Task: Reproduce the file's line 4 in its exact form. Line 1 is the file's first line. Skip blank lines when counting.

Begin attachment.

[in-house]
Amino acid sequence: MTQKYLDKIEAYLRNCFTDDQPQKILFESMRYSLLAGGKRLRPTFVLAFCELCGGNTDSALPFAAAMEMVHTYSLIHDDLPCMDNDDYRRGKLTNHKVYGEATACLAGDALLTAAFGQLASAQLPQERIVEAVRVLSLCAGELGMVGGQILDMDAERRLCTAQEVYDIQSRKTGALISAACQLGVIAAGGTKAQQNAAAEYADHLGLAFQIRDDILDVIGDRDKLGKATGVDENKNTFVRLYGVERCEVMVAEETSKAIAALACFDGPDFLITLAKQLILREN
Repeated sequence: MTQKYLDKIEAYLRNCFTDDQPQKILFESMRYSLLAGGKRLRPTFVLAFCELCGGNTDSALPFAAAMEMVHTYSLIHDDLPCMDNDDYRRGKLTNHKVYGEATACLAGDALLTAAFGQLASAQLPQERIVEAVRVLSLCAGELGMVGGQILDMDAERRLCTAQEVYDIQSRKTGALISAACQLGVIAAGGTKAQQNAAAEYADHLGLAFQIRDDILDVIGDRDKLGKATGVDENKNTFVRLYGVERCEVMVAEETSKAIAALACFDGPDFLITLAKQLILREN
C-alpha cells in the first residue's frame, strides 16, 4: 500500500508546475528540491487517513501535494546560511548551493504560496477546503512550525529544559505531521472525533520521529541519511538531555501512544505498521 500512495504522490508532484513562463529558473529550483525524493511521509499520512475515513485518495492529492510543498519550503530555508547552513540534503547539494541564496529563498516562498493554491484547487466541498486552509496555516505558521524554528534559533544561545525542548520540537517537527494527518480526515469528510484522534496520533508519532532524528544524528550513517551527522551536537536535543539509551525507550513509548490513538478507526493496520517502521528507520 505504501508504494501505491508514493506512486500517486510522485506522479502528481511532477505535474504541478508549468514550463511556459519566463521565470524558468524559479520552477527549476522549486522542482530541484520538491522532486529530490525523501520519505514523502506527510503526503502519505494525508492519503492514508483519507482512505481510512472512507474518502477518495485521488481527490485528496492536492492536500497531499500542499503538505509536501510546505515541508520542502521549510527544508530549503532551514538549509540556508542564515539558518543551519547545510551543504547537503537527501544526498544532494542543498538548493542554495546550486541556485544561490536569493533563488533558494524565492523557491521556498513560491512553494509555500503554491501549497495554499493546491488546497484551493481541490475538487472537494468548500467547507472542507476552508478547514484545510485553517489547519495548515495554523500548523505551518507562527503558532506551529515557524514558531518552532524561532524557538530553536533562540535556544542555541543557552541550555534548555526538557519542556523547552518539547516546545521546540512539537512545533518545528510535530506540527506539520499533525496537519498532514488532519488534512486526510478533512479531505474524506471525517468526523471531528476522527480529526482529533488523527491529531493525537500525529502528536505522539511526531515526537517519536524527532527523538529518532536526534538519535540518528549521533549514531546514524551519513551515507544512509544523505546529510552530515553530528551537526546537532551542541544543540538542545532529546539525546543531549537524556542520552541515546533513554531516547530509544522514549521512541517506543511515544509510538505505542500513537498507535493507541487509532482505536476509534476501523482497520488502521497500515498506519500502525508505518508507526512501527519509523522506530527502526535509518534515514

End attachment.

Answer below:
C-alpha cells in the first residue's frame, strides 16, 4: 500500500508546475528540491487517513501535494546560511548551493504560496477546503512550525529544559505531521472525533520521529541519511538531555501512544505498521 500512495504522490508532484513562463529558473529550483525524493511521509499520512475515513485518495492529492510543498519550503530555508547552513540534503547539494541564496529563498516562498493554491484547487466541498486552509496555516505558521524554528534559533544561545525542548520540537517537527494527518480526515469528510484522534496520533508519532532524528544524528550513517551527522551536537536535543539509551525507550513509548490513538478507526493496520517502521528507520 505504501508504494501505491508514493506512486500517486510522485506522479502528481511532477505535474504541478508549468514550463511556459519566463521565470524558468524559479520552477527549476522549486522542482530541484520538491522532486529530490525523501520519505514523502506527510503526503502519505494525508492519503492514508483519507482512505481510512472512507474518502477518495485521488481527490485528496492536492492536500497531499500542499503538505509536501510546505515541508520542502521549510527544508530549503532551514538549509540556508542564515539558518543551519547545510551543504547537503537527501544526498544532494542543498538548493542554495546550486541556485544561490536569493533563488533558494524565492523557491521556498513560491512553494509555500503554491501549497495554499493546491488546497484551493481541490475538487472537494468548500467547507472542507476552508478547514484545510485553517489547519495548515495554523500548523505551518507562527503558532506551529515557524514558531518552532524561532524557538530553536533562540535556544542555541543557552541550555534548555526538557519542556523547552518539547516546545521546540512539537512545533518545528510535530506540527506539520499533525496537519498532514488532519488534512486526510478533512479531505474524506471525517468526523471531528476522527480529526482529533488523527491529531493525537500525529502528536505522539511526531515526537517519536524527532527523538529518532536526534538519535540518528549521533549514531546514524551519513551515507544512509544523505546529510552530515553530528551537526546537532551542541544543540538542545532529546539525546543531549537524556542520552541515546533513554531516547530509544522514549521512541517506543511515544509510538505505542500513537498507535493507541487509532482505536476509534476501523482497520488502521497500515498506519500502525508505518508507526512501527519509523522506530527502526535509518534515514